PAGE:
Exploring Popular Culture in the Caribbean Through Music




Art handlers installing Miguel Luciano’s Platano Pride and Miguel Luciano himself.

Over the past few months of teaching university students in Infinite Island, I have found that students instantly respond to works of art that incorporate ideas and images referencing popular culture. Pieces in the show such as the one by Miguel Luciano, Platano Pride, start conversation before I even have a chance to ask any questions because the students understand immediately the visual language with which the artists are working. This Saturday, November 17, at 2 p.m. we will host the third panel discussion in the Infinite Island discussion series which will focus on the role that music and popular culture play in contemporary Caribbean art and culture. I look forward to hearing more from the panelists about how popular culture and music can serve as sites for creativity and resistance in the Caribbean and Caribbean Diaspora communities. I know that the insights they share will enhance my teaching and the discussions I will have in the galleries with my students.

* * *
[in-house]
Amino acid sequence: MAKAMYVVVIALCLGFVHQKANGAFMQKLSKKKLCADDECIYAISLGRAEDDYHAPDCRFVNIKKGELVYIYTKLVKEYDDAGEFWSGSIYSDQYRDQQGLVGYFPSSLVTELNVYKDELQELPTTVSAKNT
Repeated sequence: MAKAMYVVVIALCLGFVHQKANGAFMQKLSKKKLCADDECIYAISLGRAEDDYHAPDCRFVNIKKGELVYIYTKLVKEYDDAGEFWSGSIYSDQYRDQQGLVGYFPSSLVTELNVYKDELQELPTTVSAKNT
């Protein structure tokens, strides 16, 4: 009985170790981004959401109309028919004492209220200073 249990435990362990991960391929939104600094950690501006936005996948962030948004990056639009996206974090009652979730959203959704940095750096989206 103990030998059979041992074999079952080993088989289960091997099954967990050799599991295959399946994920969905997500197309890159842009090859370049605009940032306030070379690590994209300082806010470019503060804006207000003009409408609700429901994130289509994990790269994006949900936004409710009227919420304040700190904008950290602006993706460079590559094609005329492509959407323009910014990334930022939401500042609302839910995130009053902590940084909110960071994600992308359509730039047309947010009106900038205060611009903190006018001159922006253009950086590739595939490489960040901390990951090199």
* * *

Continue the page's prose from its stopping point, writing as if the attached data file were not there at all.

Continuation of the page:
Panelists include Sujatha Fernandes, Assistant Professor of Sociology at Queens College, City University of New York and author of Cuba Represent! Cuban Arts, State Power, and the Making of New Revolutionary Cultures; Raquel Z. Rivera, Research Fellow at the Center for Puerto Rican Studies, Hunter College, and co-editor of an forthcoming anthology Reading Reggaeton: Historical, Aesthetic and Critical Perspectives; and Infinite Island artist Miguel Luciano. The discussion will be moderated by Infinite Island curator Tumelo Mosaka.

If you join us we would love to know what you think!